respectively). Aspha-Min was used to improve workability in cool ambient temperatures when placing an open grade friction course on the Florida Turnpike and on a trial section in New Hampshire (USA) during winter time (November 2006) (McKenzie 2006). they also carried out a field trial in Orlando (Florida. They used two aggregate types (granite and limestone) and two binders (PG 64-22 and PG 58-28. USA) in 2004 (Hurley and Prowell 2005a). better compaction) appeared to improve the modulus. They used the US SuperPave mix design to produce a series of samples under different compaction temperatures (88 ~ 149°C). However. The manufacturer stated that the product can be used in all commonly known asphalt and polymer- modified binders. ƒ Resilient modulus – Although Aspha-Min did not significantly improve the modulus. the author recommended that the optimum binder content determined from the control mixes should be used. which can result in a potential 30°C reduction of typical HMA production temperatures. They found that the trial was successful showing approximately 19°C reduction in production and compaction temperatures.e.e. Austroads 2007 — 3— . They found similar results from the Hamburg Wheel Tracking Device. no changes in normal mix design process are required (Hurley and Prowell 2005a). ƒ Cure time – There was no evidence that the gradual foaming action of Aspha-Min requires a longer cure time prior to opening to traffic. Although this might indicate a reduction in optimum binder content. They first observed the effect on volumetric properties. ƒ Aspha-Min improved the compactability in both the Superpave gyratory compactor and a vibratory compactor. ƒ Rutting potential – No significant change was observed. until more information is available.3% of mix by mass) to have a comparable material as used for the above laboratory trial. The findings from the laboratory study were: ƒ The addition of Aspha-Min generally lowered the air voids. Warm Mix Asphalt (WMA) Review The manufacturer recommended adding Aspha-Min at a rate of 0.3% by mass of the mix. as well as recycled asphalt. except that the field material contained 20% of reclaimed asphalt (RAP). No particular moisture sensitivity issues were reported up to one year after the construction. and then carried out a series of performance tests. They used a typical crushed granite aggregate and the same dosage of Aspha-Min (0. Other than using lower temperatures. In conjunction with the above laboratory study. when compared to those of corresponding control mixes (i. they recommended using the moisture sensitivity test and. mixes produced without Aspha-Min. under the same compaction temperatures). The laboratory tests performed on the field mix showed comparable results to the laboratory study. They also found that hydrated lime appeared to be effective in mitigating moisture sensitivity for the granite specimens. the higher density achieved by adding Aspha-Min (i. similar to C320 and C170 in Australia. In another field trial. depending on the result. A laboratory assessment has been carried out by Hurley and Prowell (2005a). ƒ Moisture sensitivity – Reduced tensile strength and visual stripping were observed. over the range of compaction temperatures used. with the same in-place density achieved. This reduction in temperature was reported to lead to a 30% reduction in fuel energy consumption. This was assumed to be due to lower production temperature resulting in less dried aggregate. hydrated lime could be added as an anti-stripping agent.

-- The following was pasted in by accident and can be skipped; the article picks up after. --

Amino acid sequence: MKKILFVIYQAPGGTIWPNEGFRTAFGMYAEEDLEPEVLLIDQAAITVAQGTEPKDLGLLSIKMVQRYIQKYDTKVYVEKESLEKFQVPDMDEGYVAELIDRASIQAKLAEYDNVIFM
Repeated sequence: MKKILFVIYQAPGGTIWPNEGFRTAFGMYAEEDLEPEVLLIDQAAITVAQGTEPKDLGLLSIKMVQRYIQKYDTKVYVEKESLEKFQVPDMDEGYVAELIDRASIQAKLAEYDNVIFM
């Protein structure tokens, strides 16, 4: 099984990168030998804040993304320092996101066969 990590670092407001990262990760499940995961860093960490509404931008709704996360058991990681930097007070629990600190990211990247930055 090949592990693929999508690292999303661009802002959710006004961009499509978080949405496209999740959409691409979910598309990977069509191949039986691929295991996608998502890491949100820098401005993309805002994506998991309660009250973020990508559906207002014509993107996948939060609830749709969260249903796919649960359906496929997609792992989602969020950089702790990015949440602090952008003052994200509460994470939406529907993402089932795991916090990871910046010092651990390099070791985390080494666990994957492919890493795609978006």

3 WAM-Foam® WAM-Foam is a product of a joint venture between Shell International Petroleum Company Ltd. After a series of laboratory and field trials. Warm Mix Asphalt (WMA) Review 2. The foamed hard binder combines with the soft binder to achieve the required final composition and properties of the asphalt product (Anon 2006). emulsion and foam) to find the best way to make the hard component ‘mixable’ at such a low temperature. 2002). The manufacturer stated that the process incorporates two separate binder components (soft and hard grade binders) in the mixing stage. 2007b). producing high quality asphalt with significantly improved workability over conventional hot-mixture asphalt. The grade of the softer binder is selected to be applicable at this temperature. the manufacturer found that the foamed binder was most applicable (Koenders et al. In the second stage. In the first stage. Norway) (Jones 2004).2). The manufacturer claimed that temperature of the WAM-Foam production and laying could be reduced by up to 50°C (Anon. WAM-Foam is claimed to be suitable for any layer in the road. significant fumes and dust reduction could be observed (Figure 2.3 Austroads 2007 — 4— . as with traditional asphalt. Figure 2. Recycled Asphalt Plannings (RAP) can be incorporated into the mixture. the hard binder component is added into the pre-coated aggregates. 2007b).2: Difference in fume emissions from control mix (left) and WAM-Foam mix (right) (Anon 2007b). resulting in fuel saving and CO2 emissions reduction of around 30%. A case of using emulsion in WAM process is introduced in Section 4. This is done by injecting cold water into the heated hard binder as it is added to the mix. the manufacture tried various methods (i. in the form of foam 1 . The manufacturer reported that the WAM-Foam has a proven track record in both the low-temperature environment (Nordics) as well as in the high temperature and highly trafficked environment (Italy) (Anon. binder power. Additionally. 1 During the development stage of WAM-Foam. Additionally. (London. UK) and Kolo-Veidekke (Oslo.e. the soft binder component is mixed with the aggregate at approximately 110°C to obtain a degree of pre-coating.